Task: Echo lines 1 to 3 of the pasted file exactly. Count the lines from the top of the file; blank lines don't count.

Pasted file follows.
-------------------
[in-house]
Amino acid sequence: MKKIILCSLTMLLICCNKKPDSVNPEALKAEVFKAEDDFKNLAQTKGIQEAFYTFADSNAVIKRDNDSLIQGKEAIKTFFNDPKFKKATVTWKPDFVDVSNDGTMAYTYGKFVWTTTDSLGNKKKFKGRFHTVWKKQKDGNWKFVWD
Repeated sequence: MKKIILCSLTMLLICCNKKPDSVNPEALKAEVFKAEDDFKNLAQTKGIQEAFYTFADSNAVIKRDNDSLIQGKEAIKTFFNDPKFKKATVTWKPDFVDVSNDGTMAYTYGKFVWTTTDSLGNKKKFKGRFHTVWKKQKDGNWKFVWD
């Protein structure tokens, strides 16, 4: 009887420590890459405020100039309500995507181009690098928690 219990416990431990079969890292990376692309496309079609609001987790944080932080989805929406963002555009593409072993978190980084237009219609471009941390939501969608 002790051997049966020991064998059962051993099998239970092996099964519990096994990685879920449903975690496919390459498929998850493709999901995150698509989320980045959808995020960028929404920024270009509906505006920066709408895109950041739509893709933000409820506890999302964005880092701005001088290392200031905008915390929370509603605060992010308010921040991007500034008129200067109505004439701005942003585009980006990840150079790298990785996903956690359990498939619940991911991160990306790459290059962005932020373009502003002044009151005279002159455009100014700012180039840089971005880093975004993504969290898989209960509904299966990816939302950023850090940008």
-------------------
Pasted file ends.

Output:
[in-house]
Amino acid sequence: MKKIILCSLTMLLICCNKKPDSVNPEALKAEVFKAEDDFKNLAQTKGIQEAFYTFADSNAVIKRDNDSLIQGKEAIKTFFNDPKFKKATVTWKPDFVDVSNDGTMAYTYGKFVWTTTDSLGNKKKFKGRFHTVWKKQKDGNWKFVWD
Repeated sequence: MKKIILCSLTMLLICCNKKPDSVNPEALKAEVFKAEDDFKNLAQTKGIQEAFYTFADSNAVIKRDNDSLIQGKEAIKTFFNDPKFKKATVTWKPDFVDVSNDGTMAYTYGKFVWTTTDSLGNKKKFKGRFHTVWKKQKDGNWKFVWD